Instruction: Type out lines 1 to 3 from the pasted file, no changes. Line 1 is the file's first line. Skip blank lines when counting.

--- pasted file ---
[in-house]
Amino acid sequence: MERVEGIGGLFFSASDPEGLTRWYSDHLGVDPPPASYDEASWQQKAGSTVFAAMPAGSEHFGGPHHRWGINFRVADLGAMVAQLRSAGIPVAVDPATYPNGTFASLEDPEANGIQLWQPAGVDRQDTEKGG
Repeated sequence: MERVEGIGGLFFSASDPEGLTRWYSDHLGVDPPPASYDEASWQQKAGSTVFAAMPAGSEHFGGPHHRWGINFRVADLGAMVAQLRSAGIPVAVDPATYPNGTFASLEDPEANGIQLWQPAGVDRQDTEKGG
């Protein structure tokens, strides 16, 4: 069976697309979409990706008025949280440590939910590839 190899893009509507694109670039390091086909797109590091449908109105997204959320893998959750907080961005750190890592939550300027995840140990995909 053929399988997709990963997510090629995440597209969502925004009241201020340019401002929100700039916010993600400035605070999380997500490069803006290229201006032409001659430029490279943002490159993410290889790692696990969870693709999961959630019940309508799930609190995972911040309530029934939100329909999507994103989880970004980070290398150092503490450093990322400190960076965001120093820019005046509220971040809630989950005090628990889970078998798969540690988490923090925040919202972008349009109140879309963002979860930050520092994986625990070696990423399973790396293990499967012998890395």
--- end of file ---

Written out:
[in-house]
Amino acid sequence: MERVEGIGGLFFSASDPEGLTRWYSDHLGVDPPPASYDEASWQQKAGSTVFAAMPAGSEHFGGPHHRWGINFRVADLGAMVAQLRSAGIPVAVDPATYPNGTFASLEDPEANGIQLWQPAGVDRQDTEKGG
Repeated sequence: MERVEGIGGLFFSASDPEGLTRWYSDHLGVDPPPASYDEASWQQKAGSTVFAAMPAGSEHFGGPHHRWGINFRVADLGAMVAQLRSAGIPVAVDPATYPNGTFASLEDPEANGIQLWQPAGVDRQDTEKGG